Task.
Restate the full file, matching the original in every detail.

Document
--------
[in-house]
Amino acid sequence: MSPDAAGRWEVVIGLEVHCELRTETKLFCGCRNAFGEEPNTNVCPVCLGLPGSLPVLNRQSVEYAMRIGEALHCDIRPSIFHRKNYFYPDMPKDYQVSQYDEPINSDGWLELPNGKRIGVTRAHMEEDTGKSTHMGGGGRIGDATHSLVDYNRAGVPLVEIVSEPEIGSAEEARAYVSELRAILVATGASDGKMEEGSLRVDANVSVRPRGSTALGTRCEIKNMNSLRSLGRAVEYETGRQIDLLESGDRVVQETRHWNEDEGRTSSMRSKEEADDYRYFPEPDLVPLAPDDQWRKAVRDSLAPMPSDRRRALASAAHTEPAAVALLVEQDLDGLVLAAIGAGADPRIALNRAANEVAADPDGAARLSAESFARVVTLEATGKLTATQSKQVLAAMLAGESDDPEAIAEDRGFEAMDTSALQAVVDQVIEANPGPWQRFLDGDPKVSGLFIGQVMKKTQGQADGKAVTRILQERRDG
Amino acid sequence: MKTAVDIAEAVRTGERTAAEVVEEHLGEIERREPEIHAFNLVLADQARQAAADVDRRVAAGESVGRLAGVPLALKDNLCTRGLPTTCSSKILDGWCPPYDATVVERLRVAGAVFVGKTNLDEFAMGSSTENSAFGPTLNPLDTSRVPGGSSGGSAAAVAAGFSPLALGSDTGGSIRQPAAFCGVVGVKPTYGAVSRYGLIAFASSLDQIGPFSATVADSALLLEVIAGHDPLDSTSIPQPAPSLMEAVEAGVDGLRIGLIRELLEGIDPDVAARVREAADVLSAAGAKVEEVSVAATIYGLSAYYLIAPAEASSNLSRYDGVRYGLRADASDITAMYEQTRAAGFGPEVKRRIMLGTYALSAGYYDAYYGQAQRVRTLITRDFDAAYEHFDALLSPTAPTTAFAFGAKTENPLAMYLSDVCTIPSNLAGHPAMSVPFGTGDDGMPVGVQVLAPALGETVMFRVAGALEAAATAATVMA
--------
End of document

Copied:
[in-house]
Amino acid sequence: MSPDAAGRWEVVIGLEVHCELRTETKLFCGCRNAFGEEPNTNVCPVCLGLPGSLPVLNRQSVEYAMRIGEALHCDIRPSIFHRKNYFYPDMPKDYQVSQYDEPINSDGWLELPNGKRIGVTRAHMEEDTGKSTHMGGGGRIGDATHSLVDYNRAGVPLVEIVSEPEIGSAEEARAYVSELRAILVATGASDGKMEEGSLRVDANVSVRPRGSTALGTRCEIKNMNSLRSLGRAVEYETGRQIDLLESGDRVVQETRHWNEDEGRTSSMRSKEEADDYRYFPEPDLVPLAPDDQWRKAVRDSLAPMPSDRRRALASAAHTEPAAVALLVEQDLDGLVLAAIGAGADPRIALNRAANEVAADPDGAARLSAESFARVVTLEATGKLTATQSKQVLAAMLAGESDDPEAIAEDRGFEAMDTSALQAVVDQVIEANPGPWQRFLDGDPKVSGLFIGQVMKKTQGQADGKAVTRILQERRDG
Amino acid sequence: MKTAVDIAEAVRTGERTAAEVVEEHLGEIERREPEIHAFNLVLADQARQAAADVDRRVAAGESVGRLAGVPLALKDNLCTRGLPTTCSSKILDGWCPPYDATVVERLRVAGAVFVGKTNLDEFAMGSSTENSAFGPTLNPLDTSRVPGGSSGGSAAAVAAGFSPLALGSDTGGSIRQPAAFCGVVGVKPTYGAVSRYGLIAFASSLDQIGPFSATVADSALLLEVIAGHDPLDSTSIPQPAPSLMEAVEAGVDGLRIGLIRELLEGIDPDVAARVREAADVLSAAGAKVEEVSVAATIYGLSAYYLIAPAEASSNLSRYDGVRYGLRADASDITAMYEQTRAAGFGPEVKRRIMLGTYALSAGYYDAYYGQAQRVRTLITRDFDAAYEHFDALLSPTAPTTAFAFGAKTENPLAMYLSDVCTIPSNLAGHPAMSVPFGTGDDGMPVGVQVLAPALGETVMFRVAGALEAAATAATVMA